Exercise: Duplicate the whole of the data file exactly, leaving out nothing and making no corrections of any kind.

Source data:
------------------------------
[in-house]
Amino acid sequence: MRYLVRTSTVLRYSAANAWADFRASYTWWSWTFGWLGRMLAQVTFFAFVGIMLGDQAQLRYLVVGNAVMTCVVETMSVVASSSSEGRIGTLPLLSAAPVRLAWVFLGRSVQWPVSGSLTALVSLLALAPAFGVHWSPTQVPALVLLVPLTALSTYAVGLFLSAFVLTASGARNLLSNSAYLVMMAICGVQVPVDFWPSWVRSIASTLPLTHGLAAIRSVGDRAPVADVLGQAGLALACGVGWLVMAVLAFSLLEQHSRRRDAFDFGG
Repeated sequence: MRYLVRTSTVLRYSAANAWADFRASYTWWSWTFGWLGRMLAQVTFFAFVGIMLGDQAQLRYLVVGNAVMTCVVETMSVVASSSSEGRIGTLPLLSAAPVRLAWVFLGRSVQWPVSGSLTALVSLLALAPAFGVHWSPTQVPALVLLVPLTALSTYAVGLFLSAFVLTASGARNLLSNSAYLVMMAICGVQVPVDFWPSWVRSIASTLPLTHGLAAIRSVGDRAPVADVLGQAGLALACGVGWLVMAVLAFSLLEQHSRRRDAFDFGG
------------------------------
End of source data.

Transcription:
[in-house]
Amino acid sequence: MRYLVRTSTVLRYSAANAWADFRASYTWWSWTFGWLGRMLAQVTFFAFVGIMLGDQAQLRYLVVGNAVMTCVVETMSVVASSSSEGRIGTLPLLSAAPVRLAWVFLGRSVQWPVSGSLTALVSLLALAPAFGVHWSPTQVPALVLLVPLTALSTYAVGLFLSAFVLTASGARNLLSNSAYLVMMAICGVQVPVDFWPSWVRSIASTLPLTHGLAAIRSVGDRAPVADVLGQAGLALACGVGWLVMAVLAFSLLEQHSRRRDAFDFGG
Repeated sequence: MRYLVRTSTVLRYSAANAWADFRASYTWWSWTFGWLGRMLAQVTFFAFVGIMLGDQAQLRYLVVGNAVMTCVVETMSVVASSSSEGRIGTLPLLSAAPVRLAWVFLGRSVQWPVSGSLTALVSLLALAPAFGVHWSPTQVPALVLLVPLTALSTYAVGLFLSAFVLTASGARNLLSNSAYLVMMAICGVQVPVDFWPSWVRSIASTLPLTHGLAAIRSVGDRAPVADVLGQAGLALACGVGWLVMAVLAFSLLEQHSRRRDAFDFGG